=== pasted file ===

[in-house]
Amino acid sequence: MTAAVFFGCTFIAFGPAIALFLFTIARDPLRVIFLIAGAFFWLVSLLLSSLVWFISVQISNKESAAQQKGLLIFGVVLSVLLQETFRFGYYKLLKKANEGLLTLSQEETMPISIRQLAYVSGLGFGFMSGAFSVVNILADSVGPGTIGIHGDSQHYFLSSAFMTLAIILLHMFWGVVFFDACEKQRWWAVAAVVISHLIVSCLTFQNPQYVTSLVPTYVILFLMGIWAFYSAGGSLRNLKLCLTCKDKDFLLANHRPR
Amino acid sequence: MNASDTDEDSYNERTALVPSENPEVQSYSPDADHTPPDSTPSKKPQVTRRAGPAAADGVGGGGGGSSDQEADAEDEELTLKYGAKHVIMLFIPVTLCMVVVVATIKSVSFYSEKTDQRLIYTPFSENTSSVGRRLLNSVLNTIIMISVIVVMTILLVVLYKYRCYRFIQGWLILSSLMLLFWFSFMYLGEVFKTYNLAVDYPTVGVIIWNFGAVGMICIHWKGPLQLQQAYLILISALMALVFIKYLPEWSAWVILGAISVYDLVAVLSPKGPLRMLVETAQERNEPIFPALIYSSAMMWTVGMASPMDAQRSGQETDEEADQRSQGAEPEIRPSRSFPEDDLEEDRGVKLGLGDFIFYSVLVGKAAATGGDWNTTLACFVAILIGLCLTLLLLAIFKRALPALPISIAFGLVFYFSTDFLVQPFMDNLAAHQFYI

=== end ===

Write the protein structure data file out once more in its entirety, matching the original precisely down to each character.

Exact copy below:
[in-house]
Amino acid sequence: MTAAVFFGCTFIAFGPAIALFLFTIARDPLRVIFLIAGAFFWLVSLLLSSLVWFISVQISNKESAAQQKGLLIFGVVLSVLLQETFRFGYYKLLKKANEGLLTLSQEETMPISIRQLAYVSGLGFGFMSGAFSVVNILADSVGPGTIGIHGDSQHYFLSSAFMTLAIILLHMFWGVVFFDACEKQRWWAVAAVVISHLIVSCLTFQNPQYVTSLVPTYVILFLMGIWAFYSAGGSLRNLKLCLTCKDKDFLLANHRPR
Amino acid sequence: MNASDTDEDSYNERTALVPSENPEVQSYSPDADHTPPDSTPSKKPQVTRRAGPAAADGVGGGGGGSSDQEADAEDEELTLKYGAKHVIMLFIPVTLCMVVVVATIKSVSFYSEKTDQRLIYTPFSENTSSVGRRLLNSVLNTIIMISVIVVMTILLVVLYKYRCYRFIQGWLILSSLMLLFWFSFMYLGEVFKTYNLAVDYPTVGVIIWNFGAVGMICIHWKGPLQLQQAYLILISALMALVFIKYLPEWSAWVILGAISVYDLVAVLSPKGPLRMLVETAQERNEPIFPALIYSSAMMWTVGMASPMDAQRSGQETDEEADQRSQGAEPEIRPSRSFPEDDLEEDRGVKLGLGDFIFYSVLVGKAAATGGDWNTTLACFVAILIGLCLTLLLLAIFKRALPALPISIAFGLVFYFSTDFLVQPFMDNLAAHQFYI